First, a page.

Faraday Rotators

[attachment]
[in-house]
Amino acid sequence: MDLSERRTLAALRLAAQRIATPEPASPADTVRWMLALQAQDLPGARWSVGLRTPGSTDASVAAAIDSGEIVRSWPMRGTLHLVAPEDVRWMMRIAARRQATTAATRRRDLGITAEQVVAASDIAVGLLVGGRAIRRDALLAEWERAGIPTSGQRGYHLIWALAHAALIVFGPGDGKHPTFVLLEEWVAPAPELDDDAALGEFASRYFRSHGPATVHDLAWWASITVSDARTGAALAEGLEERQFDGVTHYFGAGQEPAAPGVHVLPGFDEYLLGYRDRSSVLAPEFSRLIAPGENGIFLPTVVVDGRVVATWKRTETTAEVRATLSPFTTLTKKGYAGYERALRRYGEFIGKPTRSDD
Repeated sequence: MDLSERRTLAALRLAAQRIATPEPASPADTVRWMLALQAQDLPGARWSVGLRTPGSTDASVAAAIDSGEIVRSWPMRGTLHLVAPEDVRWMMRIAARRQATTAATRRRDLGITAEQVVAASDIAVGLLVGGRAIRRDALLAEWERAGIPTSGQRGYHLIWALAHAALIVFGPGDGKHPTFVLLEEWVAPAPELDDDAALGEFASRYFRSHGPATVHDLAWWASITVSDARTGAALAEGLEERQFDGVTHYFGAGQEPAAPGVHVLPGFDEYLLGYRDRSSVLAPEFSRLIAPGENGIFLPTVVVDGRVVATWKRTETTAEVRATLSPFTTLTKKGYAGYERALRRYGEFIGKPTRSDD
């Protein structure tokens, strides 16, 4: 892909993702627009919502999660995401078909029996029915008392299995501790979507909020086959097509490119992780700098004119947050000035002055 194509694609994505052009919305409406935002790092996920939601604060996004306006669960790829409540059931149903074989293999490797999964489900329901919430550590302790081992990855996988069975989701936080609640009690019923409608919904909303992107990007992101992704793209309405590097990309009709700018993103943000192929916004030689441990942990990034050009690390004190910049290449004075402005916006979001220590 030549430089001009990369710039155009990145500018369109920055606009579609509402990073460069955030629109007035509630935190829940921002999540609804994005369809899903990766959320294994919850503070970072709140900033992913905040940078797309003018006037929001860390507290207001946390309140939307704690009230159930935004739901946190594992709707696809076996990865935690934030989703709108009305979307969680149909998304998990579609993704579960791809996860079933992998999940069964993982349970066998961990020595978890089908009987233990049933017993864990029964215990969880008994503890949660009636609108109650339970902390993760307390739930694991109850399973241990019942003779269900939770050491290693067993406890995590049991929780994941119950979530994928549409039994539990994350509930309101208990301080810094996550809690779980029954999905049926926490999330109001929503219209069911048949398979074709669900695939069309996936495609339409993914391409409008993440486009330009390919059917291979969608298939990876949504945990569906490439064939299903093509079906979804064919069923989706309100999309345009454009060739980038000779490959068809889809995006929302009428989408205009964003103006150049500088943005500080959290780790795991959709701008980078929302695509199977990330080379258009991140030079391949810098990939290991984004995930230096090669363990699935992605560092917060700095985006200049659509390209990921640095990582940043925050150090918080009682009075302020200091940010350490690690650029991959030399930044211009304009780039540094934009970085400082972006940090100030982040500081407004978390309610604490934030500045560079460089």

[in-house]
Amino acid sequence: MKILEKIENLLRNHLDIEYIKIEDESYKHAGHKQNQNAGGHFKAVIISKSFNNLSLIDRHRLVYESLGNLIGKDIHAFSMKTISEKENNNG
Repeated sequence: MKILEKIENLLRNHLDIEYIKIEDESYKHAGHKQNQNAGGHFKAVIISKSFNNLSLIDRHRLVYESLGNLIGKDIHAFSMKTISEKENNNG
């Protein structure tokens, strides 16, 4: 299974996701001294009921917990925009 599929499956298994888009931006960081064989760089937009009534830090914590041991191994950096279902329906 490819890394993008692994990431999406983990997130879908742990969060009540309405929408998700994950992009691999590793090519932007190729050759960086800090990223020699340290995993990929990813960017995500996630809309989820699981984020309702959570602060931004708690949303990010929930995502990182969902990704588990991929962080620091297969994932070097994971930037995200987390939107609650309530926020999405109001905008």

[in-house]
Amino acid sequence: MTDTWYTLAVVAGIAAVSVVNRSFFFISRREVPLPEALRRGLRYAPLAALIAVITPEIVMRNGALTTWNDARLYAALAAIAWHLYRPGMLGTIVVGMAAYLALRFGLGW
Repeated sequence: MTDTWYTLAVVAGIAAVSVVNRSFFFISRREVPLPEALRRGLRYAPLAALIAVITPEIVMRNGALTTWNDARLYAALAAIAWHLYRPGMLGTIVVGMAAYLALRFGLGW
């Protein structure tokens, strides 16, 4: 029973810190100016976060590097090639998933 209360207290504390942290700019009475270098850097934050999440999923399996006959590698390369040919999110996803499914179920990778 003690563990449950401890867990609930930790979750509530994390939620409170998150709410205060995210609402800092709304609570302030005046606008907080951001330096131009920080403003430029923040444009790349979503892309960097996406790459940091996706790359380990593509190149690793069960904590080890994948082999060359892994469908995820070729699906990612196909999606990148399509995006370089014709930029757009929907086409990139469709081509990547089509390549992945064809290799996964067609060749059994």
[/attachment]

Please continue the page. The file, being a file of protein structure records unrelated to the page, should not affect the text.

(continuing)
The polarisation state of a linearly polarised millimetre wave signal propagating through a magnetised ferrite tile is rotated. This polarisation rotation is non-reciprocal and is called Faraday rotation. Quasi-optical isolators and circulators use Faraday rotation to separate transmitted and received signals. The diagram below shows how a linearly polarised signal propagating from the left has its polarisation rotated as it passes through the ferrite due to the strong interaction between one of its constituent circular polarisation states and the precessing electrons within the ferrite material. If the rotated signal on the right of the diagram were to be propagated back through the ferrite, its polarisation state would be rotated by a further angle, theta, with respect to the original signal.